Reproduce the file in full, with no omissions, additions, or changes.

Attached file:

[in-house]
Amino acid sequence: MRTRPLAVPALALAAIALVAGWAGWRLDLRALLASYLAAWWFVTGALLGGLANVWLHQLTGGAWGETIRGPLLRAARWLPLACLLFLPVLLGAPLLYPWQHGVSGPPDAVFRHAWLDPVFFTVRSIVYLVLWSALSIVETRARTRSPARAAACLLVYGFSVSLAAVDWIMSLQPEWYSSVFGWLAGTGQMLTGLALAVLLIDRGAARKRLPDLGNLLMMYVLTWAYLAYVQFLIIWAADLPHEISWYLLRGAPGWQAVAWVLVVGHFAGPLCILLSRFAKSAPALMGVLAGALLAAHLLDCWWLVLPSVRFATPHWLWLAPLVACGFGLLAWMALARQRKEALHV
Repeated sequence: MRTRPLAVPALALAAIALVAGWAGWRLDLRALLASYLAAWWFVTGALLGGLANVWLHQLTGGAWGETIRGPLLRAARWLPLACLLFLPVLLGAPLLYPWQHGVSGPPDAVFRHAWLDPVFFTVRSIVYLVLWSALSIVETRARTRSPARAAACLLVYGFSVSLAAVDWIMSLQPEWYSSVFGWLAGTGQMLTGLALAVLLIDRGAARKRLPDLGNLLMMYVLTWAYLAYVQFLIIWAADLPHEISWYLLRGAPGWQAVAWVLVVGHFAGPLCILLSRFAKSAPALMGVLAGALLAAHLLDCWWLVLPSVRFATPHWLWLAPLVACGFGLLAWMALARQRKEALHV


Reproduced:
[in-house]
Amino acid sequence: MRTRPLAVPALALAAIALVAGWAGWRLDLRALLASYLAAWWFVTGALLGGLANVWLHQLTGGAWGETIRGPLLRAARWLPLACLLFLPVLLGAPLLYPWQHGVSGPPDAVFRHAWLDPVFFTVRSIVYLVLWSALSIVETRARTRSPARAAACLLVYGFSVSLAAVDWIMSLQPEWYSSVFGWLAGTGQMLTGLALAVLLIDRGAARKRLPDLGNLLMMYVLTWAYLAYVQFLIIWAADLPHEISWYLLRGAPGWQAVAWVLVVGHFAGPLCILLSRFAKSAPALMGVLAGALLAAHLLDCWWLVLPSVRFATPHWLWLAPLVACGFGLLAWMALARQRKEALHV
Repeated sequence: MRTRPLAVPALALAAIALVAGWAGWRLDLRALLASYLAAWWFVTGALLGGLANVWLHQLTGGAWGETIRGPLLRAARWLPLACLLFLPVLLGAPLLYPWQHGVSGPPDAVFRHAWLDPVFFTVRSIVYLVLWSALSIVETRARTRSPARAAACLLVYGFSVSLAAVDWIMSLQPEWYSSVFGWLAGTGQMLTGLALAVLLIDRGAARKRLPDLGNLLMMYVLTWAYLAYVQFLIIWAADLPHEISWYLLRGAPGWQAVAWVLVVGHFAGPLCILLSRFAKSAPALMGVLAGALLAAHLLDCWWLVLPSVRFATPHWLWLAPLVACGFGLLAWMALARQRKEALHV